Prepare for Wildfires
Wildfire prevention and management is a multi-agency effort. FEMA coordinates across federal agencies to help state, local, tribal, and territorial partners respond to wildfires nationwide.
Through FEMA, fire management assistance is available to state, local, tribal and territorial governments. This assistance helps with mitigation, management, and control of fires.
Federal support includes personnel, assets, technical assistance, and financial investments to help communities mitigate and respond to wildfires. Other federal agencies also work year-round to help prevent and defend against wildfires. We remain committed to delivering better services to marginalized and other vulnerable populations.
With the growing climate change crisis facing the nation, FEMA’s Hazard Mitigation Grant Program (HMGP) and Building Resilient Infrastructure and Communities (BRIC) program provides funding to help states, tribes and territories invest in measures that reduce disaster suffering and create safer and more resilient communities.
Learn more about what hazard mitigation is and how FEMA grants can help.
Fire Management Assistance Grants
FEMA has approved numerous Fire Management Assistance Grants (FMAGs) in 2021. Learn more about how FEMA provides federal support through the FMAG Program.
An FMAG authorization also makes funding available to eligible states and territories through the Hazard Mitigation Grant Program (HMGP) Post Fire program, which can help mitigate wildfire and related hazards by funding eligible wildfire project types like defensible space measures, ignition-resistant construction, and hazardous fuels reduction.
Active Fire Management Assistance Declarations
Ongoing Wildfire Response
FEMA is one partner out of many responding to the impacts of wildfires. State, local, tribal and territorial governments are the primary in suppressing wildfires on nonfederal (state, local, and private) lands.
Find specific information on resources and activities for states with active wildfires below.
Assistance Available for California Wildfires
FEMA announced federal emergency aid has been made available to the state of California to supplement state, tribal and local recovery efforts in areas affected by wildfires.
|Arizona||Arizona Interagency Wildfire Prevention||Arizona Department of Emergency and Military Affairs|
|California||California Statewide Wildfire Recovery Resources information|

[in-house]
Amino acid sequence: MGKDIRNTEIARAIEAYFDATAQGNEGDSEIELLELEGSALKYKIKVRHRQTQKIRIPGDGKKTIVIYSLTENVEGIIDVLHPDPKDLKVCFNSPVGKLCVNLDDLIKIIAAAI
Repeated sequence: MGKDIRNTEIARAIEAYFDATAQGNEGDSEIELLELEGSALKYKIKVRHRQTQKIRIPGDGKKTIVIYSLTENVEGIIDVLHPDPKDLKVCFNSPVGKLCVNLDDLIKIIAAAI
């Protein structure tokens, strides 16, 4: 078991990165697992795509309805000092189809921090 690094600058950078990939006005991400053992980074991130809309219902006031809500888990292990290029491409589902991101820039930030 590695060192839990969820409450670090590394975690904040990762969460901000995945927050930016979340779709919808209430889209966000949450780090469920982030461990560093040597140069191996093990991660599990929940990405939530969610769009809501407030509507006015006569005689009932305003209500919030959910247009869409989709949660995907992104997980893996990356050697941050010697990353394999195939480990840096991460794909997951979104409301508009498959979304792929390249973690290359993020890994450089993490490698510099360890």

|Montana||Montana Disaster and Emergency Services|
|Nevada||Nevada Fire Management, Division of Forestry||Nevada Division of Emergency Management / Homeland Security|
|New Mexico||New Mexico Bureau of Land Management||New Mexico Department of Homeland Security & Emergency Management|
|Oregon||Oregon Wildfire Response & Recovery||Oregon Office of Emergency Management|
|South Dakota||South Dakota Wildland Fire||South Dakota Department of Public Safety|
|Utah||Utah Wildfire Info||Utah Department of Public Safety|
|Washington||Washington State Department of Natural Resources||Washington State Military Department Emergency Management Division|
|Joint State or Regional Resources||Northwest Interagency Coordination Center |
Oregon and Washington wildfire activity
|Inciweb – Incident Information System|
Live wildfire map with resource details
The U.S. Department of Interior (@Interior) pays for people and equipment needed to control wildfires through the Office of Wildland Fire suppression program and also does prescribed burns to more than 350,000 acres annually on service lands through the U.S. Fish and Wildlife Service (@USFWS) fire management program.
The U.S. Department of Agriculture Forest Service firefighters (@forestservice) respond to a significant number of wildfires each year.
The U.S. Fire Administration National Fire Academy (@USfire) offers free training and educational programs to support career and volunteer fire departments and emergency service organizations in preparing for, preventing and responding to fires and other hazards.
Prepare for Wildfires
You can do several things before wildfires affect your home and community.
Find more information on wildfire safety and prevention on the Ready.gov Wildfires page.
- Have several ways to receive alerts. Download the FEMA app and receive real-time alerts from the National Weather Service for up to five locations nationwide.
- Make an emergency plan. Learn your evacuation routes, practice with household, pets, and identify where you will go.
- Review important documents. Make sure your insurance policies and personal documents like ID are up to date.
- Strengthen your home. Use fire resistant materials to build, renovate or make repairs. Create a fire-resistant zone that is free of leaves, debris or flammable materials for at least 30 feet away from your home if possible.